What He Used to Do: Served in U.S. House from 2013 to 2014. Worked at McKinsey & Company management consulting firm. Previously, Cotton was inspired by the 9/11 attacks to join the U.S. Army and served in Iraq and Afghanistan for five years, from 2005 to 2009, with the 101st Airborne and a Provincial Reconstruction Team. Between his two combat tours, Cotton served with The Old Guard at Arlington National Cemetery, a prestigious unit that oversees the Tomb of the Unknown Soldier. Cotton received, among other honors, the Bronze Star Medal, Combat Infantry Badge, and Ranger Tab. Cotton has degrees from Harvard College and Harvard Law School and also served a clerkship with the U.S. Court of Appeals and at a private law practice.
Hometown: Dardanelle, Arkansas
Family Tree: Cotton, a sixth-generation Arkansan, and his wife, Anna, have one son, Gabriel. His parents run a cattle farm in Yell County, Arkansas. Cotton’s father volunteered to serve in Vietnam.
Began active duty service with the U.S. Army on Jan. 11, 2005 (according to FOIA’d Army docs), having been inspired to serve his country after the 9/11 attacks. He said he would have started his service earlier but wanted to pay off his student loans and also felt “duty-bound to the judge who had hired” him.
Spent only seven months in the U.S. House before announcing his ultimately successful bid to unseat Democratic Sen. Mark Pryor.
Catapulted to electoral success after the conservative Club for Growth invested early in his U.S. Senate campaign.
Led the drafting of an open letter to “leaders of the Islamic Republic of Iran” saying that Senate Republicans viewed the Iran deal as “nothing more than an executive agreement between President Obama and Ayatollah Khamenei” because Congress did not ratify the agreement, and that the next president could revoke the deal “with the stroke of a pen.”
Opposed a Senate criminal justice reform package and said in May that the United States has an “under-incarceration problem.”
What You Might Not Know About Him:
Cotton played basketball on his high school’s team, the Sand Lizards.
Cotton’s parents, Len and Avis Cotton, are longtime Democrats who supported Bill Clinton as their governor and president, according to The Atlantic.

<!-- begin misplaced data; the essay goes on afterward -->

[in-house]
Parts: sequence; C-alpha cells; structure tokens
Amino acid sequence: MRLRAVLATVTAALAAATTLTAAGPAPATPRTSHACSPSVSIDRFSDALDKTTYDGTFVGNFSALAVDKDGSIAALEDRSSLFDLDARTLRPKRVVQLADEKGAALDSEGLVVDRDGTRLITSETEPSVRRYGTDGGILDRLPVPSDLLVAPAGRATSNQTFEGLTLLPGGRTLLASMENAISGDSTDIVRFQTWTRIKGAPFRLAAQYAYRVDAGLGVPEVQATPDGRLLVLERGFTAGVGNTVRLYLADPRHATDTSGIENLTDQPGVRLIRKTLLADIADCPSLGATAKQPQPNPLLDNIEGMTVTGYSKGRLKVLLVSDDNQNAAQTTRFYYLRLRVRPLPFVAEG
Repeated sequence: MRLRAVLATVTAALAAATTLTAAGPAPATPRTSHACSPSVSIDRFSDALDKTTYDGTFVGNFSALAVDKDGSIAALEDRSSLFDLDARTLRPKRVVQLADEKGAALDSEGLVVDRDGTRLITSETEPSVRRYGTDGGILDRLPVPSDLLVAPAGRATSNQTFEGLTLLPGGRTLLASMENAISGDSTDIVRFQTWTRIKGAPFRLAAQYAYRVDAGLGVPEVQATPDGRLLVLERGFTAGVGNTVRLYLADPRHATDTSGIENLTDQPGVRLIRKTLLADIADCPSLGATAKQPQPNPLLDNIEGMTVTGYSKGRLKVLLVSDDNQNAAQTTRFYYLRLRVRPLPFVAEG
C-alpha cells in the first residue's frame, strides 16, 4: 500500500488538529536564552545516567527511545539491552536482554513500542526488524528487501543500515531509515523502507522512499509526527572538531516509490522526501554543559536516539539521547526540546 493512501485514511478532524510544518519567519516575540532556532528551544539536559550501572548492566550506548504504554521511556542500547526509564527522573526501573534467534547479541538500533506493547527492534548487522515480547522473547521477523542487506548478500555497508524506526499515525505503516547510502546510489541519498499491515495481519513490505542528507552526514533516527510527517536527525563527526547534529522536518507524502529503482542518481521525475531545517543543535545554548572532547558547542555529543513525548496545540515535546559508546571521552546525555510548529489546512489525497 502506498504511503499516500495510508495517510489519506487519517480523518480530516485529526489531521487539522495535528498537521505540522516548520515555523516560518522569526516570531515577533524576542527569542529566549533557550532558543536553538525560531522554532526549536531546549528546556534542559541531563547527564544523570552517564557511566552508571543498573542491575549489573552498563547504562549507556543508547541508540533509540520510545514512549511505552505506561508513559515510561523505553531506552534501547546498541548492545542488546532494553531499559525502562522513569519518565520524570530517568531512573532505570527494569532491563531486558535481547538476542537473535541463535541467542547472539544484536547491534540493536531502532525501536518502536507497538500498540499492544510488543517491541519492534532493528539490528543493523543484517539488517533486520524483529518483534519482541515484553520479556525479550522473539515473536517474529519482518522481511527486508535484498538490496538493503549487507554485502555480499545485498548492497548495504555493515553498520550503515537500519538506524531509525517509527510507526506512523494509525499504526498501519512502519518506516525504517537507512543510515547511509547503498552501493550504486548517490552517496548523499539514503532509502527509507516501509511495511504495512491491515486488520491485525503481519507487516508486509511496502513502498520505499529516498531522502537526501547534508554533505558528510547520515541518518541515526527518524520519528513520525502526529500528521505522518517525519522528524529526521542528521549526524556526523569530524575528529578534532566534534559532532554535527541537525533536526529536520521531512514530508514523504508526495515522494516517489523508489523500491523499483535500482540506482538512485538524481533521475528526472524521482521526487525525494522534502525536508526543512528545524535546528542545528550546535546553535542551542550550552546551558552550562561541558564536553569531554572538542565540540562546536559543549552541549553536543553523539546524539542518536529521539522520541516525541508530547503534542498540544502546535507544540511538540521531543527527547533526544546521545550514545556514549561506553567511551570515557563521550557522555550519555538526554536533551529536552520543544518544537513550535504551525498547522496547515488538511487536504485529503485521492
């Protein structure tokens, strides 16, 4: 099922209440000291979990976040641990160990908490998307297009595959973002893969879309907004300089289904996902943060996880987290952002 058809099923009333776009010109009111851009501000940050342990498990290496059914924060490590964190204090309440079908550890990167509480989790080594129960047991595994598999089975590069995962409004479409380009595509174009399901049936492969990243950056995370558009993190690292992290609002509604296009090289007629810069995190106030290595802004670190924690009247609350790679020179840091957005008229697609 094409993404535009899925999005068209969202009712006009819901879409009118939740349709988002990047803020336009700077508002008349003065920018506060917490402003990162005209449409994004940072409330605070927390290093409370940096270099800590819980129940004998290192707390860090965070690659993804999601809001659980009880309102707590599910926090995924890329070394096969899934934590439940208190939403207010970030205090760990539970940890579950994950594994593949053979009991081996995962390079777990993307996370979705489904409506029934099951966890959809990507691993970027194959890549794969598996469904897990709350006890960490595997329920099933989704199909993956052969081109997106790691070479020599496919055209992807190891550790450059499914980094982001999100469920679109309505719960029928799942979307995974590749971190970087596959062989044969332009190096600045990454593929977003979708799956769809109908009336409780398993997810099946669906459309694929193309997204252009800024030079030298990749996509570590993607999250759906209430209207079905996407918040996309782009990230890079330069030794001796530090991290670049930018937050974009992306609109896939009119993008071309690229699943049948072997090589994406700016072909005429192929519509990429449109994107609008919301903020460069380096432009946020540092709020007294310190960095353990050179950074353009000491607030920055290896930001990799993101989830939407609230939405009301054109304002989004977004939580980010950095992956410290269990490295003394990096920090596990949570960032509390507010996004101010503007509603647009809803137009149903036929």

There was once discussion as to whether or not Cotton was a real person after a letter he wrote to the The New York Times went viral among conservative bloggers -- there is also a hobbit named “Tom Cotton” in the Tolkien trilogy, "The Lord of the Rings."
What He Has Said About Trump:
On March 25, he said on "Morning Joe": “Well, I think he could be the commander-in-chief. He's one of our leading candidates, and as I said, any of our candidates right now would be a better commander-in-chief.”
Cotton met with Trump in March, telling "Morning Joe," “I didn't hear much different from what we've heard in public."
On Trump’s view that the U.S. does too much to prop up NATO, Cotton said he agrees but said the solution is to get other countries to contribute more money: “He identified a serious problem that I've tried to address, along with some of my colleagues," Cotton said. "I would just have a slightly different solution to that problem."
On May 11, US News quoted Cotton as saying,: “I've said all along, I'll support the nominee, because we can't afford another term of the Obama-Clinton foreign policy or for that matter, economic policy at home. And now Donald Trump's the presumptive nominee. So we obviously need to do some work to unify around our common and shared principles and Donald's got the responsibility and opportunity to do that in the coming weeks.”
“Well, I'd certainly advise him. I'd advise anyone who asked me for that. The most immediate thing I would say that we need to do to restore our capabilities around the world is an emergency supplemental spending bill for our military next year. If you extrapolate out what [former Secretary of Defense] Bob Gates predicted we would need in 2017, we're probably somewhere between $80 and $100 billion short, and you see that all around the world. In the end, there's a lot of stuff to change on our foreign policy, but foreign policy without military capability is largely empty.”
On July 3 on NBC, Cotton said: “Donald Trump can ultimately make the case for himself … Donald Trump, like most Americans, like most Republicans, believes in protecting America's core national interests. He believes as do I, as do most Americans, that we aren't yet doing enough to take the fight to the Islamic State... .It's important to remember that whatever the presidential candidates of either party say, they will have to interact with the United States Congress, particularly the Senate, when it comes to crafting policy ... we play an important role. And I'm going to continue to play that role whoever is president.”